The Oklahoma City National Memorial & Museum launched a leading edge Augmented Reality (AR) experience – powered by Google – as part of our Called2Change program for Oklahoma City 9th grade students at U.S. Grant High School. This technology provides students and teachers with an in-classroom experience that is a pre-visit to the Memorial and Museum. Artifacts from the bombing of the Alfred P. Murrah Federal Building, integrated with digitally created content, photos and videos stories of family members, survivors and rescue workers, make this story authentic and relevant in today’s world.

Using tablets, students interact with 3D buildings, videos, overlays and more, immersing them in the experience and bringing real world environments about the story into their classroom. Through this hands-on experience, all will be Called2Change, their life, their school and their world…for the better. Students have a deeper connection to the Memorial and Museum before they arrive for their visit.

“We are teaching a generation of students who didn’t live this story but are impacted by it all their lives,” said Kari Watkins, Executive Director, Oklahoma City National Memorial & Museum. “This AR interactive experience not only helps tell our story, but challenges curiosity and encourages critical thinking, allowing students to become more engaged in their own learning.”

The devices, training and AR software development for the program was made possible by a $75,000 grant funded through the Google, Inc. Charitable Giving Fund of the Tides Foundation. “The Oklahoma City National Memorial and Museum is a shining example of the Oklahoma Standard and continues to demonstrate its commitment to using powerful, state-of-the-art technology to carry out their mission,” said Andrew Silvestri, head of community affairs for Google in Oklahoma. “Google has called Oklahoma home for more than a decade and is honored to help champion a space and mission so vital to Oklahoma.”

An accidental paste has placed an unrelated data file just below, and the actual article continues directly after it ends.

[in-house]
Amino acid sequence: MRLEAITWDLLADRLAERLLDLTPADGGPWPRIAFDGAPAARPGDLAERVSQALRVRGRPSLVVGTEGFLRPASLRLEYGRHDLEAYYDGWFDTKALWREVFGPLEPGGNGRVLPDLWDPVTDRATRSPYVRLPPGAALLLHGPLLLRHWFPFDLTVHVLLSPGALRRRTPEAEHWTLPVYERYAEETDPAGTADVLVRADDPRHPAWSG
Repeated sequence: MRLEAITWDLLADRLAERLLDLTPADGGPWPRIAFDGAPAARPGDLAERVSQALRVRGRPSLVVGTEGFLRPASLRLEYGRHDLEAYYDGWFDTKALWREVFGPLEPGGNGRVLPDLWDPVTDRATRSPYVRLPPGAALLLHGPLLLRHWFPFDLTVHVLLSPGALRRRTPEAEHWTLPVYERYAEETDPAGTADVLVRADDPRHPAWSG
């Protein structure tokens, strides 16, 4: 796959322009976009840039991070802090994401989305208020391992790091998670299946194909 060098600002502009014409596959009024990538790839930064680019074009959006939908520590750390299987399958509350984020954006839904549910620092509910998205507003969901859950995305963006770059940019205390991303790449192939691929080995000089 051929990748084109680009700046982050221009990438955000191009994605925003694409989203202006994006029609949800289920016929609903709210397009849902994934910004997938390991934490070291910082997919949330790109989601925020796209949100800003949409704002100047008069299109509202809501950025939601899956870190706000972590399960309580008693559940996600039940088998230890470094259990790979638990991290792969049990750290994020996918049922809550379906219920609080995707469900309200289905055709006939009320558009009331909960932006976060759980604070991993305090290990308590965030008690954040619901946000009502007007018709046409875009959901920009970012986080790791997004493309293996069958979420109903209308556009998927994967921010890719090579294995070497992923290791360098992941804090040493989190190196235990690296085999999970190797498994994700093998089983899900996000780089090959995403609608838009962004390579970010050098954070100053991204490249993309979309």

“In the last 3 years, more than 3,300 freshmen from OKCPS high schools have participated in Called2Change, visiting the Oklahoma City National Memorial & Museum. There they learn the story of the Oklahoma City bombing, the resilience and hope that followed, and how those things can positively impact their life, school and community, ” said OKCPS Supt. Sean McDaniel. “This new augmented reality experience will capitalize on technology to expand and enhance their learning, helping them to be fully engaged and ready to appreciate their experience at the Memorial and Museum when they arrive. OKCPS is so grateful for our continued partnership with the Oklahoma City National Memorial & Museum, for Google’s support of this leading edge Augmented Reality project, and for our friends at OG&E, One Gas and The Chickasaw Nation who cover the cost of admission and transportation for these trips. I have no doubt that exposure to opportunities like this have a life-long impact on our students.”